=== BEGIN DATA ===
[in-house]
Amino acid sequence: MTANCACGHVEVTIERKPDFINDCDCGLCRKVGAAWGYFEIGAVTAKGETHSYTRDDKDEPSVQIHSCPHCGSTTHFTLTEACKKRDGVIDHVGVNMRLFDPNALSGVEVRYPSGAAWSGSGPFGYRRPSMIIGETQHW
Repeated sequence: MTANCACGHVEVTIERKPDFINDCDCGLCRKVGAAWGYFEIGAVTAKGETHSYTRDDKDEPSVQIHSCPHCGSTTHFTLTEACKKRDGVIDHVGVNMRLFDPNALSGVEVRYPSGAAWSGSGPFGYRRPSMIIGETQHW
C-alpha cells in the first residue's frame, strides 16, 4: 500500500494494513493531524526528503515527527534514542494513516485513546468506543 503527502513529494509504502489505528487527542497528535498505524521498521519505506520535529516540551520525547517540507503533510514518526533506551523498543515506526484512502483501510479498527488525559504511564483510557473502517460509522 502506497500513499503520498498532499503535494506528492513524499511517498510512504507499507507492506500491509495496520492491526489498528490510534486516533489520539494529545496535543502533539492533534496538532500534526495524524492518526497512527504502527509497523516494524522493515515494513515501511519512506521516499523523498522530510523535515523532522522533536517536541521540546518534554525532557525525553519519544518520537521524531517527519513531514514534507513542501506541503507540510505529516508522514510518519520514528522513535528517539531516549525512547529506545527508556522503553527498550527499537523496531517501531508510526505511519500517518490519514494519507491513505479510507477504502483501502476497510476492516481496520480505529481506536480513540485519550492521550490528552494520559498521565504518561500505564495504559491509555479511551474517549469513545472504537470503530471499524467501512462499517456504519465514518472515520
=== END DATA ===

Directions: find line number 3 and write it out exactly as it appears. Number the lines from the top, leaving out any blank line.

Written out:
Repeated sequence: MTANCACGHVEVTIERKPDFINDCDCGLCRKVGAAWGYFEIGAVTAKGETHSYTRDDKDEPSVQIHSCPHCGSTTHFTLTEACKKRDGVIDHVGVNMRLFDPNALSGVEVRYPSGAAWSGSGPFGYRRPSMIIGETQHW